Worchester, MA: The use of cannabis is gaining popularity among those age 65 and older, according to newly published data in the journal Annals of Internal Medicine.

Researchers affiliated with the University of Massachusetts Medical School assessed trends in self-reported cannabis use in a national sampling of over 171,000 seniors. Consistent with prior surveys, they reported: “From 2016 to 2018, cannabis use increased for men in all age groups and in most women. … Among those aged 65 to 69 years, cannabis use increased from 4.3 percent to 8.2 percent in men and from 2.1 percent to 3.8 percent in women.”

Commenting on the findings, NORML Deputy Director Paul Armentano said: “These results are to be expected. Many seniors likely experimented first-hand with cannabis during their youth and are now returning to it as a potential therapy to mitigate many of the health-related symptoms associated with older age, including chronic pain. Many seniors are well aware of the litany of serious adverse side-effects associated with available prescription drugs, like opioids, and they perceive medical cannabis to be a viable alternative.”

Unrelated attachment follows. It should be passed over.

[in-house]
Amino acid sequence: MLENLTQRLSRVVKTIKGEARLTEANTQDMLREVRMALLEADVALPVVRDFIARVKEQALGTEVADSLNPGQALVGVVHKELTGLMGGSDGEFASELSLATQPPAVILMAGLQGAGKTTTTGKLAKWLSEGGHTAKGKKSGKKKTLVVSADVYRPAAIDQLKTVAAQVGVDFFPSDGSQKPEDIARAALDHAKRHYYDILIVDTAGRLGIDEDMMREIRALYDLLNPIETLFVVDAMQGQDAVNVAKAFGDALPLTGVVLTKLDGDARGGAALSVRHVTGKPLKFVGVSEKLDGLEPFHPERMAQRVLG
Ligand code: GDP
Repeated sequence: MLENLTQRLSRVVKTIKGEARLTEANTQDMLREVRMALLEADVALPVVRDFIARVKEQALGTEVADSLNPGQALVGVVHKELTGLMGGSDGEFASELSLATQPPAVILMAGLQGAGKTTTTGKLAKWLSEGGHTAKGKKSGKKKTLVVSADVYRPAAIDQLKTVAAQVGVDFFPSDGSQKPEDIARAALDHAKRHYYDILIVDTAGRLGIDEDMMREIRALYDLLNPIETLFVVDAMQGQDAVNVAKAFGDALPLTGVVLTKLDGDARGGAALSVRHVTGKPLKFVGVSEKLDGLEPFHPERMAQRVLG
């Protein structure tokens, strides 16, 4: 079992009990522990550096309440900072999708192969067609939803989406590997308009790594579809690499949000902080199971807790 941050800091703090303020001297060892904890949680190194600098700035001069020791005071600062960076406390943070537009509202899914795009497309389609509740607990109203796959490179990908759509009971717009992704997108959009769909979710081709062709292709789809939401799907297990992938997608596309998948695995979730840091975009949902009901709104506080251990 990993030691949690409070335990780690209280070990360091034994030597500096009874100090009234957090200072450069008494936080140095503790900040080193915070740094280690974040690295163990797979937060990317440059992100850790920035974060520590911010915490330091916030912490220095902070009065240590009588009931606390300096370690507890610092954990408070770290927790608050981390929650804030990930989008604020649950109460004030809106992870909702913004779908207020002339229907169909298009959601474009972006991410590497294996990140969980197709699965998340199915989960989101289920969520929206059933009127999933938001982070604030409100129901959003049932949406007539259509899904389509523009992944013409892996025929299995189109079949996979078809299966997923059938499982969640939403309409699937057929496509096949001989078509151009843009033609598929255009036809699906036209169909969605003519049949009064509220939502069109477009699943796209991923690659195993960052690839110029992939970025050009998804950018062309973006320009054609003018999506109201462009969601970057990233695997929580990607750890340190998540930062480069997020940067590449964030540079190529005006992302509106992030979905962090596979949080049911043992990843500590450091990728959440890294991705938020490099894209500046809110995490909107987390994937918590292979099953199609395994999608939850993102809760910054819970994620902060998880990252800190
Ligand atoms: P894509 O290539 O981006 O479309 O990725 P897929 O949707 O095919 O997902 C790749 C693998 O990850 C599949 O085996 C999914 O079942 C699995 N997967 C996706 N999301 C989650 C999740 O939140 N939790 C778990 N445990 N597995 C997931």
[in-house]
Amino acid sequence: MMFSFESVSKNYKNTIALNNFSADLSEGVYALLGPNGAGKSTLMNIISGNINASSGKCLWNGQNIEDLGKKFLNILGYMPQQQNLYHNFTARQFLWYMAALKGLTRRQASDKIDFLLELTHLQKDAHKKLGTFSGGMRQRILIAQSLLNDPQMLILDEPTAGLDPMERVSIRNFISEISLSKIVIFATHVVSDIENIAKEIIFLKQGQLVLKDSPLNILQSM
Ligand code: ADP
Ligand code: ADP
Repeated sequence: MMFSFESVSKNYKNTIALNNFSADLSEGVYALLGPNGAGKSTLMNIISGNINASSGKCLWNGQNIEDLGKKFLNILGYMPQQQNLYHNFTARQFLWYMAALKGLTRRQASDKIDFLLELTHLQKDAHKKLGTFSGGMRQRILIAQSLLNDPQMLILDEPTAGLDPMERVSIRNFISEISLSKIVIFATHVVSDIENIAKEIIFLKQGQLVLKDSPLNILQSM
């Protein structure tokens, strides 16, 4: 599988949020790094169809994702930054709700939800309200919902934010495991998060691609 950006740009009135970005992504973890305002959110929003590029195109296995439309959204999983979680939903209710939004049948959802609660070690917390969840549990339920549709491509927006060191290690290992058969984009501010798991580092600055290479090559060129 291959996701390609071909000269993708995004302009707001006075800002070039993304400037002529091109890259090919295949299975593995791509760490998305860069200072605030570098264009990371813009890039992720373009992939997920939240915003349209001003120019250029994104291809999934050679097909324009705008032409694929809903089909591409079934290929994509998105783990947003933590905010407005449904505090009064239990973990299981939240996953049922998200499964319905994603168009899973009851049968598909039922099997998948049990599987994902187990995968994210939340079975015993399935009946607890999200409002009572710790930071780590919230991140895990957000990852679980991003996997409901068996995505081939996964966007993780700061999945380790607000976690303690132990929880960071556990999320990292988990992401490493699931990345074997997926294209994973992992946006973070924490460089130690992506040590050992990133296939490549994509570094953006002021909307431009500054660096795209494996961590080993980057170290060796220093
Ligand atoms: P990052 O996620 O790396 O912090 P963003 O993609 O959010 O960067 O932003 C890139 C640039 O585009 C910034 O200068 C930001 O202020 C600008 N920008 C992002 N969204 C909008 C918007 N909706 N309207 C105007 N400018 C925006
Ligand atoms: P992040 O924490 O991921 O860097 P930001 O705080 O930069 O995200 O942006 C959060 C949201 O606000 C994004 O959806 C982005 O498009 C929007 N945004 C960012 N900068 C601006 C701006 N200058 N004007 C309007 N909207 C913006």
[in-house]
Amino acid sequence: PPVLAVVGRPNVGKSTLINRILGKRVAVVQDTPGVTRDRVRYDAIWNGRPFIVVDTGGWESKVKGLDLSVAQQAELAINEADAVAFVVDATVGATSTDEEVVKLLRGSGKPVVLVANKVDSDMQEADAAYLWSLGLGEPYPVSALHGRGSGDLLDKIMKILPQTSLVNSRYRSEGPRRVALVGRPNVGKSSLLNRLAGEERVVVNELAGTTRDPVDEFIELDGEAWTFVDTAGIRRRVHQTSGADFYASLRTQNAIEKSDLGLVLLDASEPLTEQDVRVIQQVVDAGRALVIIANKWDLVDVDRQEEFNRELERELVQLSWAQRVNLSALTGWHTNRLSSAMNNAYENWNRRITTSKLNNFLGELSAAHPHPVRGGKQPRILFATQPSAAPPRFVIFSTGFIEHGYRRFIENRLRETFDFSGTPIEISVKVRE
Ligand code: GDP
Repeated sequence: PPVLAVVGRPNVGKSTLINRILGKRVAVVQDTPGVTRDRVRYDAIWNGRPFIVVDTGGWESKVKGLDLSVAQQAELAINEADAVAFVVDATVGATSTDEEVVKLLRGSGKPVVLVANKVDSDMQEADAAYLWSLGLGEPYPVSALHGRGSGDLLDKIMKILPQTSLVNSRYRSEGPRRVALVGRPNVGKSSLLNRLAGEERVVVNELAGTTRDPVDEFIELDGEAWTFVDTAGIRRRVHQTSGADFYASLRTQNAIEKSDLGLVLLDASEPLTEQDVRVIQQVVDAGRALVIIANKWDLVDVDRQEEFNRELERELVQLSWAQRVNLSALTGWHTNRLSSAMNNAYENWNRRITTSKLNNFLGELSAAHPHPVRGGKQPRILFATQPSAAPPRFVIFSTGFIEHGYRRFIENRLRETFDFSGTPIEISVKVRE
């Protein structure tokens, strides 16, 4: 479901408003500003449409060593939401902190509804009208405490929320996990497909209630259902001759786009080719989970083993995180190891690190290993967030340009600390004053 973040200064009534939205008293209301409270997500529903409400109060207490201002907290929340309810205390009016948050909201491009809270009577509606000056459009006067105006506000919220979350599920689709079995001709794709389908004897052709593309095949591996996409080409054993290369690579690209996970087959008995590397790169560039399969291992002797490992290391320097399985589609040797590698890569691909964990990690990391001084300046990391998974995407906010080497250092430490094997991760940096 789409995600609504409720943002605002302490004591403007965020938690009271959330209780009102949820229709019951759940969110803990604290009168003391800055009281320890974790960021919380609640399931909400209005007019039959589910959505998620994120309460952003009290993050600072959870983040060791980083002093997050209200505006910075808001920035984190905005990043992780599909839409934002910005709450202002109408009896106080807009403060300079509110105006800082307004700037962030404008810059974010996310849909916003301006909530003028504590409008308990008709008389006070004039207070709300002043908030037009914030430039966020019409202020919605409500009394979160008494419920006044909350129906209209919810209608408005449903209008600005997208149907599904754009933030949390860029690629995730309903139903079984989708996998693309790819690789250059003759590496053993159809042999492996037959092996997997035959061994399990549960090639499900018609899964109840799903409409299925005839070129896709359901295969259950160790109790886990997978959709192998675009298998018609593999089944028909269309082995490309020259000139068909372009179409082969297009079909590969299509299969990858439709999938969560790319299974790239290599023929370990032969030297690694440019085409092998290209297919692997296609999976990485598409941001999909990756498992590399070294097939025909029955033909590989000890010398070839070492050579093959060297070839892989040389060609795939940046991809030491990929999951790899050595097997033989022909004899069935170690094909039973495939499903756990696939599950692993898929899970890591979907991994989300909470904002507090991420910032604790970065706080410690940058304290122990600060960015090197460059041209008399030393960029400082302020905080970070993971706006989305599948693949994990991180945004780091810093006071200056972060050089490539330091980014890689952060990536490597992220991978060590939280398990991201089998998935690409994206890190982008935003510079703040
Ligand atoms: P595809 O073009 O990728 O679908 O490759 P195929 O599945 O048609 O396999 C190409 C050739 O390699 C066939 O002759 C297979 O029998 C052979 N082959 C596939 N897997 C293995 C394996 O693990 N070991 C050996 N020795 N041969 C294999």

Several recent studies — such as those here, here, here, and here – have determined that medical cannabis use by seniors is relatively safe and effective at mitigating pain and improving self-reported quality of life.

The increase in seniors’ self-reported use of cannabis coincides with rising public support for marijuana legalization among older Americans. According to nationwide polling data compiled by the Pew Research Center, nearly two-thirds (63 percent) of ‘Boomers’ (those born in the United States between the years 1946 and 1964) now say that marijuana ought to be legal for adults. That percentage is up significantly from a decade ago, when fewer than one-in-three seniors endorsed its legalization.

Armentano added: “This demographic shift holds important implications for marijuana legalization. Not only does it strengthen overall public support in favor of marijuana law reform, but it also galvanizes support amongst arguably the most reliable and powerful voting block — seniors. As their attitudes continue to evolve on cannabis, expect to see many politicians at the state and federal level shift their views as well.”

Full text of the study, “Recent trends in cannabis use in older Americans,” appears in Annals of Internal Medicine.

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